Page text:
•  We need prayer for our fundraiser, we know God will provide for us to have this operation, but any security we can muster will exponentially help our certainty that we are doing the right thing and allow us to have peace about our decisions.
    • Prayer for our family and friends, this is going to be a hard time for everyone involved.  We’ve been told by the doctors over and over again that it is almost a community affair, this surgery affects everyone, it is going to be a hard, long surgery, with a hard, long recovery.
  2. For Financial Help. This is by far the hardest thing to ask for.  I know with the economic climate the way it is, many of you can’t afford to help.  Please know that I understand, and I’m not asking you for money.  I appreciate anything you might be able to contribute, whether it is a one time prayer, or help spreading the word to those who may feel led to give.
    • Social Media.  One of the best tools we have for raising money is Facebook and e-mail.  In order to raise any money at all we have to be exposed to potential donors.  To do this, we need all the help we can get, from sharing events, status updates, and pages, to initiating your friends to donate their status message for the day with our fundraising link (http://www.giveforward.org/evicttaraspancreas). If you have a blog, please feel free to share the links to this site and the one above, as well as my story and any images.  We have a limited amount of time to make as big of an impact as we can with this campaign and I’m being really up front here because we simply can’t do it without your help.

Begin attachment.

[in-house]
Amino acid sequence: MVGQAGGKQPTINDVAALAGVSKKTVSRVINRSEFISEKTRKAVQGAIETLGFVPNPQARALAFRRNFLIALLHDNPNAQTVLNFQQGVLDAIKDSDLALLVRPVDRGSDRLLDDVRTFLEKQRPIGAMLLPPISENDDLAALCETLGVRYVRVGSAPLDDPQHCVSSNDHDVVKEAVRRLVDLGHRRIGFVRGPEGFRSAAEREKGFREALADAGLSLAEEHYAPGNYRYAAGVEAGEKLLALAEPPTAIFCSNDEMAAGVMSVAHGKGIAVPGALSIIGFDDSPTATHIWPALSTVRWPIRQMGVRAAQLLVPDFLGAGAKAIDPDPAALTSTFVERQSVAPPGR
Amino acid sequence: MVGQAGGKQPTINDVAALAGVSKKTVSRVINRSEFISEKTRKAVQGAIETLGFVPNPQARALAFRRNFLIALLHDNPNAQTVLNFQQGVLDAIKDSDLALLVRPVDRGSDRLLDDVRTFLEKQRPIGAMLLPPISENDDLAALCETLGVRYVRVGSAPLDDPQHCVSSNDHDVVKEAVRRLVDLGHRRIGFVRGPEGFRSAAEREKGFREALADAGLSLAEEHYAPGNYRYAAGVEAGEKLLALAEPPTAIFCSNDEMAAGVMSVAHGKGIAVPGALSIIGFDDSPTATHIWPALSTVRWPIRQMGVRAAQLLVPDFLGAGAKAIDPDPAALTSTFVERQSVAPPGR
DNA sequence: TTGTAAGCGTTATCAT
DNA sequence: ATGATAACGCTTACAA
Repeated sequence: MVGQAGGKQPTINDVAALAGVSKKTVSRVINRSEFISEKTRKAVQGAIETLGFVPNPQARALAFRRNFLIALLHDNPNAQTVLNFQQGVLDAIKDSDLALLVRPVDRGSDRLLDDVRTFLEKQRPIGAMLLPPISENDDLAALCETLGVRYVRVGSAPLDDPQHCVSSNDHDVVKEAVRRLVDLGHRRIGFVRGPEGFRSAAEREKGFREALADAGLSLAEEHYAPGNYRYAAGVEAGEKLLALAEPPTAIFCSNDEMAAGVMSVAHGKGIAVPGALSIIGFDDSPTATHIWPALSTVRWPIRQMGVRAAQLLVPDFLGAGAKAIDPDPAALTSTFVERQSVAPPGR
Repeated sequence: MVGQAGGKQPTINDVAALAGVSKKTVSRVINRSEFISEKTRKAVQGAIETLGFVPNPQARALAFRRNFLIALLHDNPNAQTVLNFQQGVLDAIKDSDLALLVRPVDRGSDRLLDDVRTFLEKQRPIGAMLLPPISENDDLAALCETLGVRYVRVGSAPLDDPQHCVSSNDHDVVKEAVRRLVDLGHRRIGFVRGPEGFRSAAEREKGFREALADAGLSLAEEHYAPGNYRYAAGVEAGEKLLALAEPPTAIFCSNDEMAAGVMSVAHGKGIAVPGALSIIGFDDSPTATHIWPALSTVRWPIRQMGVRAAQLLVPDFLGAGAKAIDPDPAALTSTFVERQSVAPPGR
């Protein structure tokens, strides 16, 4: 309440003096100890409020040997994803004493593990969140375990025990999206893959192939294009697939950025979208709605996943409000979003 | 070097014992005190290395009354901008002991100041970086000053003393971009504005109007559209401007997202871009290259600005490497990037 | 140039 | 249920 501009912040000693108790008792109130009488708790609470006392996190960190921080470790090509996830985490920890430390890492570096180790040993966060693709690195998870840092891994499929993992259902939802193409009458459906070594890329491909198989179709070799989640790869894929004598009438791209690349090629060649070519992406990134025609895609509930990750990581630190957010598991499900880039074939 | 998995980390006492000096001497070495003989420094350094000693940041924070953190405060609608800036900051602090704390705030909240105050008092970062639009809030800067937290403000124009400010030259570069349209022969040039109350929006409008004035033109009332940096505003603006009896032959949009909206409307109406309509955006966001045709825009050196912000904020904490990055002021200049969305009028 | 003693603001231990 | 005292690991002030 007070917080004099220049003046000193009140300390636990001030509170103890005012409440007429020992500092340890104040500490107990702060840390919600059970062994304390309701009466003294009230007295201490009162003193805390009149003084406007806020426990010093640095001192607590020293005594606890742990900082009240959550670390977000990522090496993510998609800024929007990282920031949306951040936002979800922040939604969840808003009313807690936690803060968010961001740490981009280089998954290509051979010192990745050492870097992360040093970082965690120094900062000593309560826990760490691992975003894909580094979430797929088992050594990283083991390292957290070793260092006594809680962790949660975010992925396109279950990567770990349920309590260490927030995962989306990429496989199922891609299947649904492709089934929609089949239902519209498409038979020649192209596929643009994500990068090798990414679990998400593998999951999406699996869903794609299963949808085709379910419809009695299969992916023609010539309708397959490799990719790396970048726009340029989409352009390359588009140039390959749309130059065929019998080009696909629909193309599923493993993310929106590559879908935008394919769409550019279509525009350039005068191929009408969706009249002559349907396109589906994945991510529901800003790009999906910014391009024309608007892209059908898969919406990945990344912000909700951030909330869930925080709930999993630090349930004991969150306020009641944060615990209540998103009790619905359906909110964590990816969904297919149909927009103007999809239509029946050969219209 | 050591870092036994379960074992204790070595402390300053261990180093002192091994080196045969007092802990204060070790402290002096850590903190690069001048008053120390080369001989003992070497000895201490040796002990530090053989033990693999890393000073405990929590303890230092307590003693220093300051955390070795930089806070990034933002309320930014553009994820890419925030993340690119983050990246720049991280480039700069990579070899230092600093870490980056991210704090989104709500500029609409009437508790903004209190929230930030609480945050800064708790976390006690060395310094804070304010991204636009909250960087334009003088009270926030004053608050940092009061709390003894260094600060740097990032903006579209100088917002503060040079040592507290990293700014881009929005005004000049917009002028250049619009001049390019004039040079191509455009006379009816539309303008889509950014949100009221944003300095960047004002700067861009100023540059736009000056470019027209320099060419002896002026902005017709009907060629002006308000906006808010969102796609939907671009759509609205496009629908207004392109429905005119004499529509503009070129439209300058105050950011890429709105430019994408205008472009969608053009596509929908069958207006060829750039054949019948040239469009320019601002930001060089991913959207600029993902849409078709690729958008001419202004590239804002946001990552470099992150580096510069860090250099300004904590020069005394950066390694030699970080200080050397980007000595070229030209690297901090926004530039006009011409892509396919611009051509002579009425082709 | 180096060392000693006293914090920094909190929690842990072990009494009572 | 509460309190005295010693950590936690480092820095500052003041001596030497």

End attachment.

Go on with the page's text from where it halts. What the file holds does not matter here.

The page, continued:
• Mail.  If you have access to a list of addresses through your church, business or organization who you think might be inclined to help out our cause, we would love to send them a letter explaining how they could help if they were so led, including the time and place of our eventual event.
    • Fundraising Event. I’m completely at a loss here, if anyone has any experience with these things, I would so appreciate your advice.  I’m sure we’re going to need a location, food, advertisement, possibly people to help run it, and I have no clue what else. I’m open to ANY advice!!
    • Donations or  Merchandise Purchase. If you are interested in contributing financially you can do so here at our charity website OR you can purchase Bad Pancreas Cartoon Merchandise at the Shop.  We get a 30% commission on merchandise sales, and 100% of anything donated to the charity site.  If you have any advice or ideas on how to make this drive more successful, please, please contact us!
  3. For Support After the Surgery.
    • Watering the Plants and Feeding the Cat during the Surgery Week. I know my darling husband will do his best to take care of my patio garden and our giant fat cat, however, I’m sure it will be far more overwhelming for him than he or I realize.  To this point, if anyone would be willing to stop by once a day for the one or two weeks I will be staying in the hospital during and after the surgery, I’m sure it would be an incredible relief.
    • Spending time at the house.  I know this one is tricky.  My doctor asked us if we could find someone to stick around while my husband is at work, and essentially babysit me my first few weeks home.  If you have any spare time you’d be willing to spend hanging out at my humble abode post surgery, we’d be so thankful.  We would be more than happy to provide food and sleeping arrangements. If you can stay more than a day, let us know and we will start looking for some simple furniture to make our spare bedroom inhabitable!